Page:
Sunday, September 14, 2008

Telco Sues Municipality For Laying Their Own Fiber

I think you are missing a very key point, here. It's true that telcos were paid government funds to build a significant part of the telephone network. But it's also true that in the vast majority of cases, those parts are the UNPROFITABLE parts.

Let's say you have a water pumping service, doing business in town, and you're making whatever profits you are making. For this example, we'll ignore the fact that most communities have community water. Business is good, you're expanding to cover more and more houses, starting with the most profitable ones first. (densest neighborhoods)

But then de gubbmint comes in and tell you that you have to do a bunch of stuff in order to continue to do business, because of the benefits to the general health of the community or whatever. For example, since you provide water to some houses in your town, now you have to provide water to ALL houses in your town.

Now, it's not as though you wouldn't love to serve all the houses in the town, but some of those houses are over a mile apart! Just the cost to dig the pipes out that far will cost you over $10,000 per house! Since you are charging $50/month for water service, it's going to take almost 20 YEARS before you even break even on the base cost, nevermind the finance charges you'd incur to borrow the money to deliver the service the gubbmint requires!

And you can't charge the homeowners, either - they aren't buying anything, they didn't ask for it, and making them pay would be onerous on them, too.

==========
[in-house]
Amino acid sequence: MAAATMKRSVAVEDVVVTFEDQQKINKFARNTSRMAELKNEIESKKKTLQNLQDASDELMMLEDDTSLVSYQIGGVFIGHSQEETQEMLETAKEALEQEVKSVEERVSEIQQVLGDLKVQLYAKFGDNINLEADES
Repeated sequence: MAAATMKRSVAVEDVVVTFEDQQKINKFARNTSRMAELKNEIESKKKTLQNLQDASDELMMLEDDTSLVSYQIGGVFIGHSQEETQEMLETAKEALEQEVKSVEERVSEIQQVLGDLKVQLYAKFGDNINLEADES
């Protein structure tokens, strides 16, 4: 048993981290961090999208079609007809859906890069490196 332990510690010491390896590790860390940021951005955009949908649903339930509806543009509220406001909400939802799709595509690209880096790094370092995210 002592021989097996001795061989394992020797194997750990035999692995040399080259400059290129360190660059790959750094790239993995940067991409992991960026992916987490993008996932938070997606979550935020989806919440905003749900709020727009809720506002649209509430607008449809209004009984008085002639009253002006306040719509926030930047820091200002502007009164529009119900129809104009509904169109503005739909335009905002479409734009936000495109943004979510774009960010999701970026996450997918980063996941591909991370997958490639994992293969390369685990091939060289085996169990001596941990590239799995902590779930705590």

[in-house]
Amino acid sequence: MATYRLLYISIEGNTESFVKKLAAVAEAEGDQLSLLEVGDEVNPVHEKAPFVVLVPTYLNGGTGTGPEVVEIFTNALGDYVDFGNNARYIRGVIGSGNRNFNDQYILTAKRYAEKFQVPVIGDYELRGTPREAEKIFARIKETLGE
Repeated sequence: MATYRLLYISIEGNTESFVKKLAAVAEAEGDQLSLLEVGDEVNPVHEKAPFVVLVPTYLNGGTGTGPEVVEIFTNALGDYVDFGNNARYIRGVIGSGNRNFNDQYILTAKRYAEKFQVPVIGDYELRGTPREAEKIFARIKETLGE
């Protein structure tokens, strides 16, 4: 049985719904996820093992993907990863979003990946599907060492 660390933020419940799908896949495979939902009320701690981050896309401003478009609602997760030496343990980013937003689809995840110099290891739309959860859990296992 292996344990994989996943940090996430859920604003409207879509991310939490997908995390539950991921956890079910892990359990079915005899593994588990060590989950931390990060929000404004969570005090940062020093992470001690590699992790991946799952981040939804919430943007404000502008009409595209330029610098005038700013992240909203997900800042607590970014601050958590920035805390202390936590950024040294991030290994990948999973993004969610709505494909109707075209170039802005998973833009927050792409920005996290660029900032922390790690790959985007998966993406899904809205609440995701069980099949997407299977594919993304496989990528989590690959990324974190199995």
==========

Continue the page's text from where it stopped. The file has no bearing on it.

So, in circumstances like these, it's very typical for the private company (your water company) to ask for funding to assist in the problem areas. It often comes as a sort of deal: Your water company enjoys a monopoly status, subject to various regulations that you have to perform, in exchange for funding to cover the plumbing for the unprofitable areas.

So the net effect goes something like this:

1) Your company is now a monopoly that must turn in a Profits and Loss statement, along with proof of regular water testing to the city council every month or so. You cover 100% of the houses in the community, and you have no effective competition. One of your concessions is that the municipality can levy taxes via your bills. You have to calculate this bill, and turn over the tax money to the city quarterly.

2) The city has now satisfied its goal of everybody having 100% availability to clean drinking water. It's paid for costs of plumbing by taking out a bond, secured against a tax raised against people's water bill.

3) Everybody who lives in the community now pays a 5% monthly tax on the water bill to cover the cost of plumbing outlying areas. Financially, it's a raise in your bill if you were already contracted with the water company when it was all private, it still brings benefits such as improved local economy resulting from the improved infrastructure.



Telco Sues Municipality For Laying Their Own Fiber
Blogged with the Flock Browser

1 comment:

yogijp said...

http://tech.slashdot.org/tech/08/09/12/2326251.shtml

Towns already run their own water pipes, sewer pipes, fire alarm systems, roads, etc. What is one more cable?

I call BS if you say running fiber takes more expertise than running water and sewer pipes. Electrons can go uphill of their own accord, water needs help.